Failed asylum applicants could face eviction without court orders


New laws will be enforced that will see failed asylum seekers facing immediate eviction from their properties

THE Conservative Government will announce new laws encouraging landlords to evict failed asylum applicants without court orders as part of a wider crack down on immigration in the midst of the Calais refugee crisis.

Once the new laws have been enforced, landlords who fail to check the immigration status of their tenants could face a five-year imprisonment as part of the new Immigration Bill. This legislative change has been brought about as part of a wider effort to restrict failed asylum applicants of basic welfare.

Under the projected scheme, the Home Office would inform landlords in England when an asylum application has failed, notifying them that the tenant no longer has the right to rent the home. As part of the changes in legislation, landlords will have to issue a “right to rent” check prior to agreeing on a lease, to test the tenant’s immigration status.

Immigration Minister James Brokenshire was quoted in the Express , stating that the proposed scheme would: “Send out a very clear message to those who seek to exploit the system that Britain is not a soft touch on asylum.”

The proposed changes have however been met with heavy criticism. David Cameron was accused of deliberately dehumanising refugees in Calais after describing them as a “swarm”. He announced plans to erect fences and introduce sniffer dogs.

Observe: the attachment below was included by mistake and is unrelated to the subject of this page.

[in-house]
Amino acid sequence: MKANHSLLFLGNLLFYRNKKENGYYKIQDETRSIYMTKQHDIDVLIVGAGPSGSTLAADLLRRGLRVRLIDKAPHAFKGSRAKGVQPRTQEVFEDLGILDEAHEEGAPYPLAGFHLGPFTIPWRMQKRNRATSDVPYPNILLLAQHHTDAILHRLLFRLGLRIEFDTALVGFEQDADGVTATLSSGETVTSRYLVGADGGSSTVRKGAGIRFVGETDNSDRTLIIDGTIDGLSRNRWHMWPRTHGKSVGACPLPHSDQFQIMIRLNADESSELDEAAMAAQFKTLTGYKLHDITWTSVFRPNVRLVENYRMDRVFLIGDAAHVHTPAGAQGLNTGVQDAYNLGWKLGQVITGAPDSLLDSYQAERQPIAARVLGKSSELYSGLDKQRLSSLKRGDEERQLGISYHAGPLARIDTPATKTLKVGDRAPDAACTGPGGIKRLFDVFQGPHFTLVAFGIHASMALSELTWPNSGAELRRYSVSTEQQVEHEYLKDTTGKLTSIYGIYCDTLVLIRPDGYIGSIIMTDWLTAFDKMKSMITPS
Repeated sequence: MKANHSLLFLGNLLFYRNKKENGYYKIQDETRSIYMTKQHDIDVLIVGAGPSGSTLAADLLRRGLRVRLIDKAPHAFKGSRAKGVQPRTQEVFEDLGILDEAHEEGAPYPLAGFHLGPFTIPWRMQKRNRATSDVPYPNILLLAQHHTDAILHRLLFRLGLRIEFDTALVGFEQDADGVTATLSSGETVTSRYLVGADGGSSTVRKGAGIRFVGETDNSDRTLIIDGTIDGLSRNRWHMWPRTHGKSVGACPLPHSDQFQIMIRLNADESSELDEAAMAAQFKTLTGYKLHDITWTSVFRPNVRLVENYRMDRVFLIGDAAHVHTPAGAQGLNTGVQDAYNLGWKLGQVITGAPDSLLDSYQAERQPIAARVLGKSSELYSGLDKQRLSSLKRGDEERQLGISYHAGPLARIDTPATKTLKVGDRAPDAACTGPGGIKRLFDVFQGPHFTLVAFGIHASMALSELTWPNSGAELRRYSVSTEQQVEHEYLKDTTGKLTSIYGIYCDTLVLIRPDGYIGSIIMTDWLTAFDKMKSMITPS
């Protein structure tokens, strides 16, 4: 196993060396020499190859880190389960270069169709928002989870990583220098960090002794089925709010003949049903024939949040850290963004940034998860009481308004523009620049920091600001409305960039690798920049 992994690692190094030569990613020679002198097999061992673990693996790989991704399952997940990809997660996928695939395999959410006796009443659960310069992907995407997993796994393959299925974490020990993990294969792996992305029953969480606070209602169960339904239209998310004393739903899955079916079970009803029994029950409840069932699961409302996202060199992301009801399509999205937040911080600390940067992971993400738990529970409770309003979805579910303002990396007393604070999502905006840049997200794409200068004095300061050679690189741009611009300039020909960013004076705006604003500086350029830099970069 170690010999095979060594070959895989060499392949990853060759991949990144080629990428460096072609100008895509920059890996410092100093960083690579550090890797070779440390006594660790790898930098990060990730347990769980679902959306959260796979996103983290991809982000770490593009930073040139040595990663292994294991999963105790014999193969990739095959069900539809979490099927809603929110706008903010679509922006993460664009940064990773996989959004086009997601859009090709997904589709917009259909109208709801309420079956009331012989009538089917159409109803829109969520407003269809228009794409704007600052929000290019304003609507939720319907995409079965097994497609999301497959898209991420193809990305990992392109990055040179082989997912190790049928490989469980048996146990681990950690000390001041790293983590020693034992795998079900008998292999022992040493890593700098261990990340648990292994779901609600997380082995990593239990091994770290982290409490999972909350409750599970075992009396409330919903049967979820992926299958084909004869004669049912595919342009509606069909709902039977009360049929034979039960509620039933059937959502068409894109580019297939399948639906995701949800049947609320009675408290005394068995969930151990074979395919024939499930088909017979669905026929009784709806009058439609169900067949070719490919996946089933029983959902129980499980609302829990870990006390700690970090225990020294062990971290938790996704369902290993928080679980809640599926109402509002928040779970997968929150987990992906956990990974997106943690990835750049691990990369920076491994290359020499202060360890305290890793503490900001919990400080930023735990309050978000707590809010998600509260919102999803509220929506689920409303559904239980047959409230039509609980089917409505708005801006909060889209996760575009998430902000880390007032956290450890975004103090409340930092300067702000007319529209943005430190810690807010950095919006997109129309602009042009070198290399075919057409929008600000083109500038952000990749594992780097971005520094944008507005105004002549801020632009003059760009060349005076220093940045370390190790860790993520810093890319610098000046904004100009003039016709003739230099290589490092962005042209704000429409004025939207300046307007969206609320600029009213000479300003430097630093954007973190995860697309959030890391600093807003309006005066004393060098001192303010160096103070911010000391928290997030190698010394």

The United Nations High Commissioner for Refugees (UNHCR) has criticised the Conservative’s Immigration Bill over concerns that it will instigate a climate of racial profiling and that will prove counterproductive to integration and social cohesion in the long-term. The UN Refugee Agency issued further concerns over the capability of landlords to comprehend the documentation carried by asylum seekers, which can often be highly complex.

In a briefing note to MPs, the UNHCR stated: “The provisions of the Bill appear likely to result in asylum-seekers, refugees and beneficiaries of subsidiary protection being stigmatised in the public mind and in their being denied access to housing or bank accounts.”

In response to the proposed changes to immigration legislation, the SNP’s spokesperson on Immigration, Asylum and Border Control, Stuart McDonald MP, stated: “The comments from the immigration minister are deeply worrying. It is little more than political opportunism taking advantage of the situation in Calais – with potentially horrendous consequences for the most vulnerable families with children.

“This comes just days after the Court of Appeal found the UK government’s asylum process to be unlawful. The courts have repeatedly found that it is structurally unfair towards people who are seeking protection in the UK.

“The situation at Calais is clearly challenging but this is absolutely not any form of solution for the UK Government to leave families with children destitute – many of whom fear there is real risk of serious harm or persecution if they return to their countries of origin.”

Picture courtesy of Takver